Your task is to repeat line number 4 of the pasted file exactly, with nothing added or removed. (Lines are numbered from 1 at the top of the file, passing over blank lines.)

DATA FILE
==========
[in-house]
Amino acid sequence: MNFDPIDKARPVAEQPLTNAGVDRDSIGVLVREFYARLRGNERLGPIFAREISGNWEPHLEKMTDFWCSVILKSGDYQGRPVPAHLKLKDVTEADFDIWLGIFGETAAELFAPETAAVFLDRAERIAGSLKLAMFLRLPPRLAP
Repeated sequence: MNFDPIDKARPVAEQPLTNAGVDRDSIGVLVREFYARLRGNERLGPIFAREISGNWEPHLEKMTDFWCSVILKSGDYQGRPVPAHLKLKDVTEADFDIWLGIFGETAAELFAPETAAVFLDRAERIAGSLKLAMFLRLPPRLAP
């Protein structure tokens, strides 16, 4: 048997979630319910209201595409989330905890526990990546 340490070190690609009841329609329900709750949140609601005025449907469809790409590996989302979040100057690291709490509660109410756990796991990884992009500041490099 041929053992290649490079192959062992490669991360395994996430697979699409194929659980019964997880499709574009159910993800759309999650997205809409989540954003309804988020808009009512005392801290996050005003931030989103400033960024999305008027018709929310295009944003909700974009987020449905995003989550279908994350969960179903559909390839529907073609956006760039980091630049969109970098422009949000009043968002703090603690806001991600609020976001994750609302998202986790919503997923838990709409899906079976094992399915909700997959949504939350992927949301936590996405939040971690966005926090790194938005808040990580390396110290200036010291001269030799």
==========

């Protein structure tokens, strides 16, 4: 048997979630319910209201595409989330905890526990990546 340490070190690609009841329609329900709750949140609601005025449907469809790409590996989302979040100057690291709490509660109410756990796991990884992009500041490099 041929053992290649490079192959062992490669991360395994996430697979699409194929659980019964997880499709574009159910993800759309999650997205809409989540954003309804988020808009009512005392801290996050005003931030989103400033960024999305008027018709929310295009944003909700974009987020449905995003989550279908994350969960179903559909390839529907073609956006760039980091630049969109970098422009949000009043968002703090603690806001991600609020976001994750609302998202986790919503997923838990709409899906079976094992399915909700997959949504939350992927949301936590996405939040971690966005926090790194938005808040990580390396110290200036010291001269030799």